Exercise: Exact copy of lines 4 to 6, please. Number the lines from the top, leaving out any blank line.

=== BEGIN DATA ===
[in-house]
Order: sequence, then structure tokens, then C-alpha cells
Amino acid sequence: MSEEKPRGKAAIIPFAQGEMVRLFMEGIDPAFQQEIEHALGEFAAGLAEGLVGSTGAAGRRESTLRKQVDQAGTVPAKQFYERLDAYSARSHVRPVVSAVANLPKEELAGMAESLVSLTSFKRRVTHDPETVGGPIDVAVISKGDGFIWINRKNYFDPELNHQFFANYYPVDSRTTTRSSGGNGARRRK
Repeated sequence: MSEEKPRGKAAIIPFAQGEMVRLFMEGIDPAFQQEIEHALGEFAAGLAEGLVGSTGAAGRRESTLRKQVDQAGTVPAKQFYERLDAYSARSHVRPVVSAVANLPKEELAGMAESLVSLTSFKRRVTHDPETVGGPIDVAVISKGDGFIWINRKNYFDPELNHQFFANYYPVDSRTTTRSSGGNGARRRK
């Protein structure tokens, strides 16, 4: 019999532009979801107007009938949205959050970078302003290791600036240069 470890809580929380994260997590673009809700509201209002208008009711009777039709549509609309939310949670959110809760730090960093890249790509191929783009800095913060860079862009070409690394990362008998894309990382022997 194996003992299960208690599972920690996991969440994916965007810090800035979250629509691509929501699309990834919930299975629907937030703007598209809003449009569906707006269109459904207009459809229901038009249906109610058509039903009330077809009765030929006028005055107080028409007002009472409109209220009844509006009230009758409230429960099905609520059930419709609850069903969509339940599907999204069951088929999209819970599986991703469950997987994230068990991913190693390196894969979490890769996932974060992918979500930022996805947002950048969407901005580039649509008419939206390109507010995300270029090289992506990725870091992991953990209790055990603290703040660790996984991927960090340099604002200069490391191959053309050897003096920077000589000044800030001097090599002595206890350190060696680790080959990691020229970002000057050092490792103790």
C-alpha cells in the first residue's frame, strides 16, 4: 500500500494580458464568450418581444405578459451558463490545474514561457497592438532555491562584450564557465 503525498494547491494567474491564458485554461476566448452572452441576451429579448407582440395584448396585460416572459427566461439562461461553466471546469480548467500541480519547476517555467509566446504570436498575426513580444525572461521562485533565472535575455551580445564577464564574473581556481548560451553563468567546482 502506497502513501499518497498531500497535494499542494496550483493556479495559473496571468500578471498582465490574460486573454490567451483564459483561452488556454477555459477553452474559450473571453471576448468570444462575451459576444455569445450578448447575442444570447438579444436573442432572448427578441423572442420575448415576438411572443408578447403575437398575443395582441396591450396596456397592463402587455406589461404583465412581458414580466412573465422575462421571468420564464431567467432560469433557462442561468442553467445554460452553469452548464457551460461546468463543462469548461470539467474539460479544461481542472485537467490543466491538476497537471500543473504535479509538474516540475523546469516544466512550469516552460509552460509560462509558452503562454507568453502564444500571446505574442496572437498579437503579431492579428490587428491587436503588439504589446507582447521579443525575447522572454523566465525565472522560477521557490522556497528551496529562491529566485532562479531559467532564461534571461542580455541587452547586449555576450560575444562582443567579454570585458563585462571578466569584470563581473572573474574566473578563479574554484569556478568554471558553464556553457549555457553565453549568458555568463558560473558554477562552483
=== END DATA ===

Repeated sequence: MSEEKPRGKAAIIPFAQGEMVRLFMEGIDPAFQQEIEHALGEFAAGLAEGLVGSTGAAGRRESTLRKQVDQAGTVPAKQFYERLDAYSARSHVRPVVSAVANLPKEELAGMAESLVSLTSFKRRVTHDPETVGGPIDVAVISKGDGFIWINRKNYFDPELNHQFFANYYPVDSRTTTRSSGGNGARRRK
């Protein structure tokens, strides 16, 4: 019999532009979801107007009938949205959050970078302003290791600036240069 470890809580929380994260997590673009809700509201209002208008009711009777039709549509609309939310949670959110809760730090960093890249790509191929783009800095913060860079862009070409690394990362008998894309990382022997 194996003992299960208690599972920690996991969440994916965007810090800035979250629509691509929501699309990834919930299975629907937030703007598209809003449009569906707006269109459904207009459809229901038009249906109610058509039903009330077809009765030929006028005055107080028409007002009472409109209220009844509006009230009758409230429960099905609520059930419709609850069903969509339940599907999204069951088929999209819970599986991703469950997987994230068990991913190693390196894969979490890769996932974060992918979500930022996805947002950048969407901005580039649509008419939206390109507010995300270029090289992506990725870091992991953990209790055990603290703040660790996984991927960090340099604002200069490391191959053309050897003096920077000589000044800030001097090599002595206890350190060696680790080959990691020229970002000057050092490792103790």
C-alpha cells in the first residue's frame, strides 16, 4: 500500500494580458464568450418581444405578459451558463490545474514561457497592438532555491562584450564557465 503525498494547491494567474491564458485554461476566448452572452441576451429579448407582440395584448396585460416572459427566461439562461461553466471546469480548467500541480519547476517555467509566446504570436498575426513580444525572461521562485533565472535575455551580445564577464564574473581556481548560451553563468567546482 502506497502513501499518497498531500497535494499542494496550483493556479495559473496571468500578471498582465490574460486573454490567451483564459483561452488556454477555459477553452474559450473571453471576448468570444462575451459576444455569445450578448447575442444570447438579444436573442432572448427578441423572442420575448415576438411572443408578447403575437398575443395582441396591450396596456397592463402587455406589461404583465412581458414580466412573465422575462421571468420564464431567467432560469433557462442561468442553467445554460452553469452548464457551460461546468463543462469548461470539467474539460479544461481542472485537467490543466491538476497537471500543473504535479509538474516540475523546469516544466512550469516552460509552460509560462509558452503562454507568453502564444500571446505574442496572437498579437503579431492579428490587428491587436503588439504589446507582447521579443525575447522572454523566465525565472522560477521557490522556497528551496529562491529566485532562479531559467532564461534571461542580455541587452547586449555576450560575444562582443567579454570585458563585462571578466569584470563581473572573474574566473578563479574554484569556478568554471558553464556553457549555457553565453549568458555568463558560473558554477562552483